Chancellor's Spring Statement provides support for companies looking to break into the health sector, but technology experts claim more needs to be done to embed innovation
In his first Budget, Chancellor, Jeremy Hunt, announced plans to provide simple and rapid approval for healthcare products in the UK
Despite the Chancellor announcing support for medical technology companies in the Spring Budget last week, more needs to be done to ensure innovation is more widely adopted across the NHS, health leaders have said.
In his first budget, Jeremy Hunt unveiled plans to provide additional support for companies looking to break into the health sector.
He said the Medicines Healthcare and Regulation Authority (MHRA) will explore partnering with other agencies in the US, Europe, and Japan and provide simple and rapid approval in the UK for products approved by these agencies.
In addition, digital health innovations for mental health, musculoskeletal, and cardiovascular conditions will receive £310m of funding over five years.
This will be used to digitise the NHS Health Check to identify and prevent more cases of cardiovascular disease.
For mental health, they will modernise and digitise psychiatric services in England, providing wellness and clinical-grade apps free at the point of use, pilot cutting-edge digital therapies, and digitise the NHS Talking Therapies programme.
But there are fears the support does not go far enough to address current challenges.
Too often care providers lack visibility, causing unnecessary delays, so both institutions must shift their focus to improving long-term health outcomes, letting this dictate the support older adults receive
Speaking to BBH, Max Parmentier, a social care expert and co-founder and chief executive of health tech company, Birdie, said: “Hospitals must integrate more closely with social care organisations to leverage local care capacity.
“Too often care providers lack visibility, causing unnecessary delays, so both institutions must shift their focus to improving long-term health outcomes, letting this dictate the support older adults receive.”
He added: “While prevention initiatives have been trialled, they have failed to impact NHS capacity due to a lack of incentives. As such, the NHS must spearhead pilots and research at the Transformation Directorate.
“Health and social care data is still too siloed to be effectively used by Integrated Care Systems and other bodies.
“Standardisation of data across health and social care must, therefore, become a priority to ensure effective communication between the two sectors.”
Afshin Attari, director of public sector at Exponential-e, said that driving forward technology-enabled efficiency in healthcare is essential to manage waiting lists, staff shortages, and to improve working conditions.
He added: “New reforms on the approval and implementation processes for medical technology, as announced in the Chancellor’s Spring Statement, are hugely welcome.
We hope the initiatives announced in the Budget will improve collaboration between healthcare and technology companies to expedite the delivery of new technology to meet the more-pressing needs in healthcare today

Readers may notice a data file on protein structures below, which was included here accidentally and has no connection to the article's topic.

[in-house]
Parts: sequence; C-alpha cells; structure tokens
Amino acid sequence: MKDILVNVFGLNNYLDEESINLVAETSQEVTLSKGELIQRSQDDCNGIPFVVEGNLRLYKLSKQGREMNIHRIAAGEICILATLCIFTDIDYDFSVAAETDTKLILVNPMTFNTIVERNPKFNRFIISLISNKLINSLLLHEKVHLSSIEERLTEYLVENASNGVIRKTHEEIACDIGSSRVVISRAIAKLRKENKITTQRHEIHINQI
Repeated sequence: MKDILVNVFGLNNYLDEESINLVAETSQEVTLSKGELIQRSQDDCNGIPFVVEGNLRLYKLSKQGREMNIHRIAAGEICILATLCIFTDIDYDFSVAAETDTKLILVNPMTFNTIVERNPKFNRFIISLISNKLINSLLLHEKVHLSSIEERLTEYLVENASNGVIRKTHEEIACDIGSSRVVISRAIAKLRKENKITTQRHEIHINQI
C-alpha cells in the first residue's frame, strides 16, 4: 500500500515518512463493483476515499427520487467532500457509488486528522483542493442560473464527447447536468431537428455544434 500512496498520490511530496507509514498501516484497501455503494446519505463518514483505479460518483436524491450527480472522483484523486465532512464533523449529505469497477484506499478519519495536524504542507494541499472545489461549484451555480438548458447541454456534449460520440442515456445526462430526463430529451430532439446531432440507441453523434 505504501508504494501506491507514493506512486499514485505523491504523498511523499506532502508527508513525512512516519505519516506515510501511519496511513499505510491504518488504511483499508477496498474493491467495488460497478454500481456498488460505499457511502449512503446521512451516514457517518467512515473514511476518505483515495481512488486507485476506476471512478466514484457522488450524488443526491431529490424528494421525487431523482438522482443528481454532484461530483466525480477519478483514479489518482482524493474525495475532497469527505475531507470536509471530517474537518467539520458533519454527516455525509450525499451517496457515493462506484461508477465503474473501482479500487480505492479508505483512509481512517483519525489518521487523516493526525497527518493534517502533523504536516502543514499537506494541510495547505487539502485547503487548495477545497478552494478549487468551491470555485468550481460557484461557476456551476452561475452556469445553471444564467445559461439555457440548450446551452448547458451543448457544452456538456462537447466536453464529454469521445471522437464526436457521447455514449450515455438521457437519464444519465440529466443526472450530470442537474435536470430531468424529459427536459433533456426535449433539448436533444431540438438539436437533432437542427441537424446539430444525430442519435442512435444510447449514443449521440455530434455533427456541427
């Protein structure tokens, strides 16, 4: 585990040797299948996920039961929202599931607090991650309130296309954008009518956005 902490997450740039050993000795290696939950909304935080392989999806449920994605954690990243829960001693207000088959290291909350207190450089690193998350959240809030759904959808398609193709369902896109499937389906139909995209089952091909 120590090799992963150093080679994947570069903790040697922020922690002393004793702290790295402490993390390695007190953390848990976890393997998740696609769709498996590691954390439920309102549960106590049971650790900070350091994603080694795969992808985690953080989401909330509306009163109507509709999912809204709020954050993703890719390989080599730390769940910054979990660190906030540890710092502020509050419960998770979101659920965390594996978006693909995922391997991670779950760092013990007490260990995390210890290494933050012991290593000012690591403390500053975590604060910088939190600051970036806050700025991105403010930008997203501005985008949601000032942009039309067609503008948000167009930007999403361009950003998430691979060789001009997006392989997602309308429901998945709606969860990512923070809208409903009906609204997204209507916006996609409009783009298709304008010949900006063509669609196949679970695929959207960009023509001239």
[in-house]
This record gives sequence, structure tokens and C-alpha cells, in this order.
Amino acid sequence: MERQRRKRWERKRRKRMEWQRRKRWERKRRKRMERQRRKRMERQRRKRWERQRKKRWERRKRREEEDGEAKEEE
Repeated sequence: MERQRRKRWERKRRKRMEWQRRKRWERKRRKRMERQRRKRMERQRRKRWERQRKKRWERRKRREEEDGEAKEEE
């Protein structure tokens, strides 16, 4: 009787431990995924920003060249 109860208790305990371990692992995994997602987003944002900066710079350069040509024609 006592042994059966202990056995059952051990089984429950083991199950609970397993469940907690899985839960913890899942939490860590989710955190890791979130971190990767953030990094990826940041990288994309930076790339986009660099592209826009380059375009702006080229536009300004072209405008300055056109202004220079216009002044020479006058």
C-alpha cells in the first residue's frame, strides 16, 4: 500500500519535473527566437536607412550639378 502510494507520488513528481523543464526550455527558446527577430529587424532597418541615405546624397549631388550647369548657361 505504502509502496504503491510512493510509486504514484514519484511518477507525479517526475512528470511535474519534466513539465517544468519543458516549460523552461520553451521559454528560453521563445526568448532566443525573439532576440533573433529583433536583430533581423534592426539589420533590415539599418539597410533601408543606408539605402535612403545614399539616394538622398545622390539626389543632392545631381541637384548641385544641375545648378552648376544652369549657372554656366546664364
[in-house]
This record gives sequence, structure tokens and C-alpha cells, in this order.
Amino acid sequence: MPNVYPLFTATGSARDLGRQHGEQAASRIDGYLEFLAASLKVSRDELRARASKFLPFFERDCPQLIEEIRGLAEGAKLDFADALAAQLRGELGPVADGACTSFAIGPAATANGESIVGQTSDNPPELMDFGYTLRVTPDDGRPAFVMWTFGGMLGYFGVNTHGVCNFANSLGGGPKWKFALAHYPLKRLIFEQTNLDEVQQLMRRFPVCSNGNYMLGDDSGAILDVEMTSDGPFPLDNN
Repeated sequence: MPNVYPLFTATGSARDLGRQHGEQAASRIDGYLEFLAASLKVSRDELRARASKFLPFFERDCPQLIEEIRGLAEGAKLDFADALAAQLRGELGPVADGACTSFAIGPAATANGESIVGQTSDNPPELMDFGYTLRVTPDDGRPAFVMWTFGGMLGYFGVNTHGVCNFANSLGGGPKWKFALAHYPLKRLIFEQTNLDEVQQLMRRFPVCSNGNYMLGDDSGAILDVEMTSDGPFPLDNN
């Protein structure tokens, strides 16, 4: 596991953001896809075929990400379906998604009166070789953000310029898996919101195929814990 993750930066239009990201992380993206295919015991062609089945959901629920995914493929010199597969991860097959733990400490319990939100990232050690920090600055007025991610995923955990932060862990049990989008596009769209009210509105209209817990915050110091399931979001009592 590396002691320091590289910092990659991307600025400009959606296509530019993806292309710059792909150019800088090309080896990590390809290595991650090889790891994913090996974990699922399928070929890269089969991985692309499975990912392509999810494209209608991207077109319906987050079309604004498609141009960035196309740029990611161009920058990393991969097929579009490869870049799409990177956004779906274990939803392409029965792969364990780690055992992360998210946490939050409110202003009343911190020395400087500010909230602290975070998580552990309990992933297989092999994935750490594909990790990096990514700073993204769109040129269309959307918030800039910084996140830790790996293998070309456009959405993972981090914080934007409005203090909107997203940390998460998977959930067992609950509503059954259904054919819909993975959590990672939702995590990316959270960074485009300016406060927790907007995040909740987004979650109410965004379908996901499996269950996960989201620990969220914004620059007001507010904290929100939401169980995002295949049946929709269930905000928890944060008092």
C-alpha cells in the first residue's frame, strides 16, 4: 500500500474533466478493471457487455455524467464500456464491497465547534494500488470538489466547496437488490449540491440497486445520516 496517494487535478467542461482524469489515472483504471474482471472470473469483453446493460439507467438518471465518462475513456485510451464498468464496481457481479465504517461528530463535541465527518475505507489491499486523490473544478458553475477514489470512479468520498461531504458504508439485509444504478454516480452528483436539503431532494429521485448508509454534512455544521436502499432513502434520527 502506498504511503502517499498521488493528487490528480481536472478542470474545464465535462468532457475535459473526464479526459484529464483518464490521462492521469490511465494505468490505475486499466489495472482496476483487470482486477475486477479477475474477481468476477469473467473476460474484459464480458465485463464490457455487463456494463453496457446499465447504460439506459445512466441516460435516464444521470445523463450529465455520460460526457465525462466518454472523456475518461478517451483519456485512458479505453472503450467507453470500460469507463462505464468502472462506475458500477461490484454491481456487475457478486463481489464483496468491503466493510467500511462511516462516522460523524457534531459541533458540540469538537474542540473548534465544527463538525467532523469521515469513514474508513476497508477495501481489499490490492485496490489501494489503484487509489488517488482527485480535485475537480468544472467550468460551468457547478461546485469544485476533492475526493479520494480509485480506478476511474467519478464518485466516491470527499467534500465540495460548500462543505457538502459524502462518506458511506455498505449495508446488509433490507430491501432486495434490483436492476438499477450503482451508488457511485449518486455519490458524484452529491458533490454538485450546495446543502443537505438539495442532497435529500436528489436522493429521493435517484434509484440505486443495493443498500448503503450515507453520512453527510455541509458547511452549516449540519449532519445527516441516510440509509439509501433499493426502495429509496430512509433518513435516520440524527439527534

“Investment into new developments is a key first step, as demonstrated by the Science and Technology framework announced last week, but we can only get so far when implementation of new innovations is blocked.
“We hope the initiatives announced in the Budget will improve collaboration between healthcare and technology companies to expedite the delivery of new technology to meet the more-pressing needs in healthcare today.”
He cited the National Pathology Imaging Co-Operative (NPIC) as an example of the innovation and patient care improvements the country can expect as a result of the reform.
In 2019 it received funding through the Data to Early Diagnosis and Precision Medicine strand of the Government’s Industry Strategy Challenge Fund.
This innovation alone is now helping digitise up to 2.3 million scans a year, making it easier for clinicians to optimise time to diagnosis, enable preventative care, and more effectively collaborate with other healthcare professionals and labs.
And Chris Hornung, managing director of public service at TotalMobile called for more funding to support the health service’s digital journey.
He said: “Investment in the public sector’s digital transformation journey was missing.
The budget presented an opportune moment to demonstrate the Government’s commitment to funding long-term workforce growth
“It may take more capital in the short term, but in the long term will lead to shorter wait times, easier scheduling, and greater retention of staff.”
Hunt’s announcement also abolished pension pot limits to stop doctors leaving the NHS, a move welcomed by Jonathan Barron, spokesman for the NHS Confederation.
He said: “In positive news, the Chancellor removed the pension lifetime allowance, while the yearly allowance increased from £40,000-£60,000 in a bid to discourage early retirement.
“The adjusted income limit will rise to £260,000 per year.
“We have long called for this change, and it should allow for more senior healthcare professionals to stay in their jobs longer.”
And he welcomed the increase in childcare allowance for parents of one and two year olds, many of whom work for the NHS.
But he said there was ‘unfinished business’ on two key workforce issues – the lack of a resolution on the ongoing pay disputes; and delays in the publication of the proposed new Workforce Plan.
“We are disappointed that it has been delayed once more as the budget presented an opportune moment to demonstrate the Government’s commitment to funding long-term workforce growth,” he added.